But then… why does the word “hobby” feel like an insult to writers and artists at large? Why do we feel offended when someone calls it our “writing hobby,” even when we’ve not earned a dinner’s worth of money with it yet? Why do so many writing advice articles out there instill this strange sense of pride, and harp on about how we should defend our writing from the dirty label of “hobby” at any cost?
n. pl. hob·bies
An activity or interest pursued outside one’s regular occupation and engaged in primarily for pleasure or relaxation.
Perhaps it’s because writing doesn’t feel very “relaxing” for most of us, but rather exhausting, challenging, emotionally draining and gratifying at the same time.
Perhaps it’s because writing takes a considerable amount of time and effort until it gets even remotely rewarding.
Everyone who ever tried writing a novel will certainly agree that learning the craft and applying it coherently feels much more like hard work than a leisure activity.
Let’s take an even closer look at the general understanding of what a hobby is.
A hobby is an activity you do for love and passion, even if there are no external rewards.
A hobby is an activity you do of your own free will, not because you have to.
A hobby is an activity that brings you fulfillment and gratification on the long term.
So writing is, at its core, a hobby for us all, regardless of the money that may follow or not.
It’s also undeniably hard work.
Running triathlons is also hard work, even for those who don’t do them for a living. Sculpting and painting is hard work even for those who don’t pay their bills with money from their art. Volunteering at animal shelters is hard work. Knitting lace sweaters is hard work. But we do these things anyway, because we get enjoyment and fulfillment out of them. They’re a labor of love. They enable us to outgrow ourselves. They enrich our lives. If writing does all this for you, it qualifies as a hobby.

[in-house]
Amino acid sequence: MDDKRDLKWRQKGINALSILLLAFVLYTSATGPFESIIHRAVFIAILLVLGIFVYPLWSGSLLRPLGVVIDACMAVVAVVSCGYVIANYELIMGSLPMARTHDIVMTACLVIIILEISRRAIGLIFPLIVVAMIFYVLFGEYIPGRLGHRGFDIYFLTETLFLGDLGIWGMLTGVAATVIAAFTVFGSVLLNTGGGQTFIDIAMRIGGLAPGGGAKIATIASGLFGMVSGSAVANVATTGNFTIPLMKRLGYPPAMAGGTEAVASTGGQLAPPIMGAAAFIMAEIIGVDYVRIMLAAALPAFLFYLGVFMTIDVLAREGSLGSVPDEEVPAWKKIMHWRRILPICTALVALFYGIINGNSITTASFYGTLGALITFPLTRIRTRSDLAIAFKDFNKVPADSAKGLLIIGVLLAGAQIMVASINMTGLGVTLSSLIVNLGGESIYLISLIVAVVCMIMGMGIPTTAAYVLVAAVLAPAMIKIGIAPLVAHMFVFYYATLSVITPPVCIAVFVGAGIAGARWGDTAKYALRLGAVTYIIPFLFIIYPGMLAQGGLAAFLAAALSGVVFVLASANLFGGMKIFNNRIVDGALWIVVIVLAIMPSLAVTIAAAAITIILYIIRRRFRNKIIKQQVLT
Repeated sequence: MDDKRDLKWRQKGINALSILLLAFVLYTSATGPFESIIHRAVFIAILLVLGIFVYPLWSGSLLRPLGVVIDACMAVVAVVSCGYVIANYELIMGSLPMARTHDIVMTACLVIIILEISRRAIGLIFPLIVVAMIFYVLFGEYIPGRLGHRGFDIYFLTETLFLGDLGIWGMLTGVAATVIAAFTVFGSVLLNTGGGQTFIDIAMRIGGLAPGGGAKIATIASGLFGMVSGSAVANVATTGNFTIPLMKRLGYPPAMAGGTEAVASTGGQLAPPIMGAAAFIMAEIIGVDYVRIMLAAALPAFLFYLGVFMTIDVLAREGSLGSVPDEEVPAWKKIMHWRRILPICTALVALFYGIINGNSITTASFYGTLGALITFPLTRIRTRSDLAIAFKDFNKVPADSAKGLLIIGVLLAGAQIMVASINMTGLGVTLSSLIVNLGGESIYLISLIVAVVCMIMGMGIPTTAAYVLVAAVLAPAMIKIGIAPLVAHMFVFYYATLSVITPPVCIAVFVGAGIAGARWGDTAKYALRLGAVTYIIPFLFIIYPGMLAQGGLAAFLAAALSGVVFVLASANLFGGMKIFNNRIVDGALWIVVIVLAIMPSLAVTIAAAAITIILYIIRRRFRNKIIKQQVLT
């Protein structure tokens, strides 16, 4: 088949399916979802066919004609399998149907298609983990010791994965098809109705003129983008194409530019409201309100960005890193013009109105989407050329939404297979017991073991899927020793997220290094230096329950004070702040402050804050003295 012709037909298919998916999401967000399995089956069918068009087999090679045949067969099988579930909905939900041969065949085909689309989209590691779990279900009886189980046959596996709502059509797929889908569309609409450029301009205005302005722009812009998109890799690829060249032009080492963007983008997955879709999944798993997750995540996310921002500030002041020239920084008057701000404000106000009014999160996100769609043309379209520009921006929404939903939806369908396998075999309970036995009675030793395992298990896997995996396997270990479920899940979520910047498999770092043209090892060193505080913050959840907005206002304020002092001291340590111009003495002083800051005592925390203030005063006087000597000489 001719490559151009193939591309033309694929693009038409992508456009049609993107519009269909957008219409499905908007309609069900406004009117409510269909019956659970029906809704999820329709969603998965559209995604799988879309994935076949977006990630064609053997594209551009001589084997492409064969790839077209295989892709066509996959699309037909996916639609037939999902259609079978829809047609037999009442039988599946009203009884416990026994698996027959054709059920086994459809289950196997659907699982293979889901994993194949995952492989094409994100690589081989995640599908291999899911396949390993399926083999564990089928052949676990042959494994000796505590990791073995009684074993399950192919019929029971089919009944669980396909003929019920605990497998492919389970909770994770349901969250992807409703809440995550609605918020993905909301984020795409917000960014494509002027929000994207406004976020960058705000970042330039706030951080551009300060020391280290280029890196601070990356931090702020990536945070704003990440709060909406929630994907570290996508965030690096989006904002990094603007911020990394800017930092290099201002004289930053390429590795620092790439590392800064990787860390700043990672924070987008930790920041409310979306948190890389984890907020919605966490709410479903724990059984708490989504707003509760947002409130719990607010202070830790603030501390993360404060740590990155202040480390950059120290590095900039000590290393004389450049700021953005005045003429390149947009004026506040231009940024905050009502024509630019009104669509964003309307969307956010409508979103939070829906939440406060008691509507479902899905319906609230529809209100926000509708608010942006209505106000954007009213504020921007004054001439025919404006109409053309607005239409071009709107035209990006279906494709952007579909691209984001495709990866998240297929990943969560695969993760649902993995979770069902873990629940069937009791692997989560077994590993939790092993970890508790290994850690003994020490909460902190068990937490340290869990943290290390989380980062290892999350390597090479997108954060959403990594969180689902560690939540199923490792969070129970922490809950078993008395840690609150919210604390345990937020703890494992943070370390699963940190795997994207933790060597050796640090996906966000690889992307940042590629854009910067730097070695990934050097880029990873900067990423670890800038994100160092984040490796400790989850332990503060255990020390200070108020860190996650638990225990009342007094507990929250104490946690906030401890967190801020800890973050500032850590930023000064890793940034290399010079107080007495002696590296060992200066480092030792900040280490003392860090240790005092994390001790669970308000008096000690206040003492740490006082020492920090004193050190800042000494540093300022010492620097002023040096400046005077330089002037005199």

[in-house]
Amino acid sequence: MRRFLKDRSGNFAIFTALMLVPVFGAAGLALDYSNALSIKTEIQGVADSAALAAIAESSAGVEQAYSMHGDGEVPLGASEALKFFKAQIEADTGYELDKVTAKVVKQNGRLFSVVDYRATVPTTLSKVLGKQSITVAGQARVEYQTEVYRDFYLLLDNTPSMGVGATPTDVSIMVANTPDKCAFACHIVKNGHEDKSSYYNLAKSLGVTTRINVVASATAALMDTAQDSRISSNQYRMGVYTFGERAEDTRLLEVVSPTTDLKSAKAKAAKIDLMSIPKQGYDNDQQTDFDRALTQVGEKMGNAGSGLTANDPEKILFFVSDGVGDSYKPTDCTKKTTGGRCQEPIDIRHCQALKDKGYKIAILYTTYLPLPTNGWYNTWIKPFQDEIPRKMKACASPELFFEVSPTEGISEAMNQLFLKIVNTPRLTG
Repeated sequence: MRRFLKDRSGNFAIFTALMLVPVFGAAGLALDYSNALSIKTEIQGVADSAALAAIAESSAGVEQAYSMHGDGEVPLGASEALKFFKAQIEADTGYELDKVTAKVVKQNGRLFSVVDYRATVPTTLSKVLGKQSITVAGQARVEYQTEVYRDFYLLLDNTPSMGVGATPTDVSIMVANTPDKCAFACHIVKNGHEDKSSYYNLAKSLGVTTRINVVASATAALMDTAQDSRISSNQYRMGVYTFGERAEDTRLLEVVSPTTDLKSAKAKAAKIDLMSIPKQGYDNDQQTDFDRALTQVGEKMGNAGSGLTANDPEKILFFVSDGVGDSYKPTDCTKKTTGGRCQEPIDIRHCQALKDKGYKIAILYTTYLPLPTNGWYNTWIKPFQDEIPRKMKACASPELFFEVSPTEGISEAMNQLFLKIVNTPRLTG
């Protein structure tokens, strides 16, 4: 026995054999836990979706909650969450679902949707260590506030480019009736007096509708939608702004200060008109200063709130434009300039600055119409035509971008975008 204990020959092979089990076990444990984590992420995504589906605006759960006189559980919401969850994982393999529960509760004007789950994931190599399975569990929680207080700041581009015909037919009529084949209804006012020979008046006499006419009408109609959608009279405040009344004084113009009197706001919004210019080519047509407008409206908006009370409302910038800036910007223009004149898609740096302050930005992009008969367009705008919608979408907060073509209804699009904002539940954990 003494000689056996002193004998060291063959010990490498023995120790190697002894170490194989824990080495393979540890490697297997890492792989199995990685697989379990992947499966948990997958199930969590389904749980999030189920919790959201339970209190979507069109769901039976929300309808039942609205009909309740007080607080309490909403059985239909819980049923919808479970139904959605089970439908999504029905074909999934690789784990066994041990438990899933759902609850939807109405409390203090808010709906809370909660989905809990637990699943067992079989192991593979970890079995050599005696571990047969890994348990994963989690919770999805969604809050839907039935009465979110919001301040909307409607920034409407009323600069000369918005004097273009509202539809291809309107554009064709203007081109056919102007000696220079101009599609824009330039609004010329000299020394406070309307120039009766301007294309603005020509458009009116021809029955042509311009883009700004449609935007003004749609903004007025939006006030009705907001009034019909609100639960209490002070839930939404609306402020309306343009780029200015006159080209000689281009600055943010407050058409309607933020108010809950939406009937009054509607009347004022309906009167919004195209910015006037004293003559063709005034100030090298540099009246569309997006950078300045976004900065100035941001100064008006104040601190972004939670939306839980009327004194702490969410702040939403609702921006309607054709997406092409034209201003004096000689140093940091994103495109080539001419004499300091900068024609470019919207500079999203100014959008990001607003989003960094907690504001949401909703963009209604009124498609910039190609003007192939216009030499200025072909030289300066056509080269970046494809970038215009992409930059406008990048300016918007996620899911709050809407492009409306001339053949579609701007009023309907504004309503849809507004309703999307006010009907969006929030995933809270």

Okay, fine, if you still can’t stomach that word, just call it passion then. Vocation. Escape.
Writing is definitely a passion and an escape for me, but it’s certainly not a job. I don’t want to make a career out of it. I don’t work toward quitting my day job and living off my novels as a “professional author.” I do write because it challenges and fulfills me. I write because it enriches my life and serves as a long-term reminder that I can make something out of nothing, something that other people might enjoy as well. Does that make me less of a writer? Puh-leaze.
But, to return to the initial question… If you don’t work towards having a successful writing career like everyone else… What are you working toward?
What’s your goal then?
What are you struggling for? How will you measure success, or even improvement? Do you even need to define tight metrics for something done solely for self-actualization?
All good advice on writing and publishing out there is geared toward achieving financial success with your writing, and building a long-term career. It all revolves around launching a series properly, marketing to your target audience, writing to that market to begin with, planning, executing, and promoting your books like a full-time professional to achieve the maximum possible results, make thousands of sales, hit a bestseller list, get a shitton of newsletter subscribers, and so on.
What are you going to do if you don’t aim toward commercial success with your books? Does that mean you won’t do any marketing at all? Will you just half-ass your way through the whole production part of writing, and just slap a Paint-drawn cover on your book and upload it quietly?